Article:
Friday, 8 July 2011
'Top' universities and social mobility
A good eye-popping statistic is often worth a thousand words. Here's one: five schools or colleges send more students to Oxford and Cambridge than the 'bottom' 2,000 schools put together. And four of those five institutions are expensive private schools.
Good on the Sutton Trust for crunching the numbers - and for revealing just how divided educational provision really is in modern Britain. Or England, we should say - for access to Edinburgh, Glasgow, Cardiff and Queen's in Belfast is nothing like so socially exclusive and institutionally concentrated. The Trust does admirable, conscientious and rigorous work encouraging young people to apply to 'top' universities. It organises summer schools that help to familiarise young people with the idea, and de-mystify some of the Brideshead nonsense that still surrounds English Higher Education.
But there's a problem with their concept of social mobility. It focuses on what we might call extreme movement - to declare an interest, trajectories similar to that of the current writer. But the move from a low-income household to Oxford (above) or Cambridge is highly unusual. Even if it became much more widespread in terms of Oxbridge numbers, it could still represent only a tiny fraction of the 'disadvantaged'. So although the Sutton Trust's aims are entirely laudable, wouldn't we be better throwing the net wider and focusing on the figure for all children from low income backgrounds going through to any sort of HE? Some of the Million+ institutions currently protesting bitterly about the Government's White Paper have done massively important work in this arena which is in danger of being forgotten in debates like those on this morning's Radio 4 Today programme, which invited a representative from the Russell Group to comment on what was going 'wrong'. Perhaps much is going 'right' elsewhere in the university sector?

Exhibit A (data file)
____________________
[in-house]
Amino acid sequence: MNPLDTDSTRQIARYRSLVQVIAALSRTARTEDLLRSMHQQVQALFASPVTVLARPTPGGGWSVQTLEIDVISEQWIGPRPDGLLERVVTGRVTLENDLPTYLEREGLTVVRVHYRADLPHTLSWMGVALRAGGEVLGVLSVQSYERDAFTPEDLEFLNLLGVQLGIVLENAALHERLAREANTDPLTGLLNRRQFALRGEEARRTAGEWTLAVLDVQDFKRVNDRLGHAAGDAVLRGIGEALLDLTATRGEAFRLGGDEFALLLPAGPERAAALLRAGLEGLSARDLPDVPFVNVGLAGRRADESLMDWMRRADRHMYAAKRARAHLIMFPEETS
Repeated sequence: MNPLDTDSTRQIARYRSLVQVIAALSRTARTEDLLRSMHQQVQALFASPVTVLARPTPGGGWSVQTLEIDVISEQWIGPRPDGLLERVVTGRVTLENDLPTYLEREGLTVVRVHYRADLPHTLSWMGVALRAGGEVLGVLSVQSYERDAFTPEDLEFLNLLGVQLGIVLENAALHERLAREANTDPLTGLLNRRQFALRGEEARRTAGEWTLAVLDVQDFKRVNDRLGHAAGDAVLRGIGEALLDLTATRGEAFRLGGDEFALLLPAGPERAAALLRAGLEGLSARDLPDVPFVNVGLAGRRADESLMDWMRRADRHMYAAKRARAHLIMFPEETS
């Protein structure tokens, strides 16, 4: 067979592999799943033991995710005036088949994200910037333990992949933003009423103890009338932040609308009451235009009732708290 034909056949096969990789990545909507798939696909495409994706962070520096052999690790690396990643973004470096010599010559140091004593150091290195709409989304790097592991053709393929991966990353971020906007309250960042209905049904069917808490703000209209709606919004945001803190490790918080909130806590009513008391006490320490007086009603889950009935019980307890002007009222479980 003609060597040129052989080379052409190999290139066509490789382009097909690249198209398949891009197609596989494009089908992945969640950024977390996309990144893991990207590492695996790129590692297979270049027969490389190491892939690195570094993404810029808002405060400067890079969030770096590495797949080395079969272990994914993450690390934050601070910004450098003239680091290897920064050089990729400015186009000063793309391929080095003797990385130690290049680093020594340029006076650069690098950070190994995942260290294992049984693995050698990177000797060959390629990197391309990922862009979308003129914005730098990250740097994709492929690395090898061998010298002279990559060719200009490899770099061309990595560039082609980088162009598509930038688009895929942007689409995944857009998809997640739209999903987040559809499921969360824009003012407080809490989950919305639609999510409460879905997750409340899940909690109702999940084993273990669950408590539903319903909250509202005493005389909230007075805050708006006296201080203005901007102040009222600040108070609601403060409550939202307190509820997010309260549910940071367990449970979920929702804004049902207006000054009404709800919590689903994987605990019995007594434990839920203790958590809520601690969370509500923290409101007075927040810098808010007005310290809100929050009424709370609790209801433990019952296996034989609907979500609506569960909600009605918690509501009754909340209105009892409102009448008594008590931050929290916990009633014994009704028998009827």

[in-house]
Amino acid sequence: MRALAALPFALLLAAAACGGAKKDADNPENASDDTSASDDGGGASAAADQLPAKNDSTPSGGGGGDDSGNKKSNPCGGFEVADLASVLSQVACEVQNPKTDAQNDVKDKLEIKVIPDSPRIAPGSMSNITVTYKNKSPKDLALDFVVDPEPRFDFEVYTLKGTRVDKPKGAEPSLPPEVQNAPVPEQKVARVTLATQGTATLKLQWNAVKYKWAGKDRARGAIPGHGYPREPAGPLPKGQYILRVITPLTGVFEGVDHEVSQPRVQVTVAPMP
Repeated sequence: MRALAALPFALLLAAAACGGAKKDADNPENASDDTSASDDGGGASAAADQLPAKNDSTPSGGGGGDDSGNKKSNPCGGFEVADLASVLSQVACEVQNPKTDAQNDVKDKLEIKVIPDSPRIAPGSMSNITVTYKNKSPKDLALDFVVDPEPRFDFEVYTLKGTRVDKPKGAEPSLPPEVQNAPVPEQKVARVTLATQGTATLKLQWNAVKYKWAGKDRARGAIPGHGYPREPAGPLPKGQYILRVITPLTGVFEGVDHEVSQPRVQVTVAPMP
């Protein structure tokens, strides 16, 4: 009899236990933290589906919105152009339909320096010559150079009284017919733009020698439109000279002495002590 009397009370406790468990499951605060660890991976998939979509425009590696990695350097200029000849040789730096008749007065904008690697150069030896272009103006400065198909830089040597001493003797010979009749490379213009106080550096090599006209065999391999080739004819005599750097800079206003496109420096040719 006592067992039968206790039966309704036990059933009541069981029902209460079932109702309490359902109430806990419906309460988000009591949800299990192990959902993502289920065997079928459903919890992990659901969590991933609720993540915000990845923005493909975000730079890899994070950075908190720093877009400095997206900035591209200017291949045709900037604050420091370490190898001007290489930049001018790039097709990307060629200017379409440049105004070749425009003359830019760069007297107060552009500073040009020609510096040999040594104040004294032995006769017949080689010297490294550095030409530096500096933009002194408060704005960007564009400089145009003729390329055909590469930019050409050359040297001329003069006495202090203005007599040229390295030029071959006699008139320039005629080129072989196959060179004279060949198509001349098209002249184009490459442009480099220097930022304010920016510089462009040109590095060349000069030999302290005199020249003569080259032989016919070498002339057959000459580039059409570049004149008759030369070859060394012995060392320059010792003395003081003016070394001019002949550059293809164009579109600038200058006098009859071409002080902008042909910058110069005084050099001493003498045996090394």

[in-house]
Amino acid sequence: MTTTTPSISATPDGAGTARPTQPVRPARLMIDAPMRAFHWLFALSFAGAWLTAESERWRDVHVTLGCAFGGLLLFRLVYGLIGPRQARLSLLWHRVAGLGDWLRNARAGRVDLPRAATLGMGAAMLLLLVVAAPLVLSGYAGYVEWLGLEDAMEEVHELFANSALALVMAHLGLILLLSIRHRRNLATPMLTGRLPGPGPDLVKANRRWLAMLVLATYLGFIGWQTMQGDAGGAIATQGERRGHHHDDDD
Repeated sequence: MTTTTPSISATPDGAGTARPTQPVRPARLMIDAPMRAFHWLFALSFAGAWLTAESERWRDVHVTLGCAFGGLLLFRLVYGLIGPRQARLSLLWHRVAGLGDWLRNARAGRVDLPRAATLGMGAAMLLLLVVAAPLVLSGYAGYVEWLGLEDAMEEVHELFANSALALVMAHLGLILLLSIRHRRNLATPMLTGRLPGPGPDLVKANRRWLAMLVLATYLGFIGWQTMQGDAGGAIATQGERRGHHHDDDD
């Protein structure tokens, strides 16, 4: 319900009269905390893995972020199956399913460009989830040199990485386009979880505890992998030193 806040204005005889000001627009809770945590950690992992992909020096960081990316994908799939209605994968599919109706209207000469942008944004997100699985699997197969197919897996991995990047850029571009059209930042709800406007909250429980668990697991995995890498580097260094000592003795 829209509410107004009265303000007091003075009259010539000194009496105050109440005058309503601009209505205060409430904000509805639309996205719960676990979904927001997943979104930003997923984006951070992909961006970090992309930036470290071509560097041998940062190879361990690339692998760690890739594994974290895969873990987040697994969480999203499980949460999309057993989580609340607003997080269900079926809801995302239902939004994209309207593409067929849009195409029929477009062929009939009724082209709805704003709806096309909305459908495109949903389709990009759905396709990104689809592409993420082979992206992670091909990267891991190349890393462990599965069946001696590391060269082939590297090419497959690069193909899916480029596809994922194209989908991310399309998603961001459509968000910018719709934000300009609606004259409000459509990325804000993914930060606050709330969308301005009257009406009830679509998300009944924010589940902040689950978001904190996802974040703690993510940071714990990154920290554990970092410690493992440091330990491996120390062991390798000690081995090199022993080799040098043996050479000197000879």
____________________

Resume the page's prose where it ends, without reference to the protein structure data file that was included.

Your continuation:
In fact, it is - but the results are seen most clearly among exactly the set of universities that are about to be squeezed as the government removes numbers caps on the Russell Group and on FE colleges charging less than £7,500 for annual tuition. So there may well be a few more bright young people from less traditional backgrounds going to (say) Leeds, Durham and Southampton. But social mobility via Higher Education is likely overall to remain static at best.
What a shame.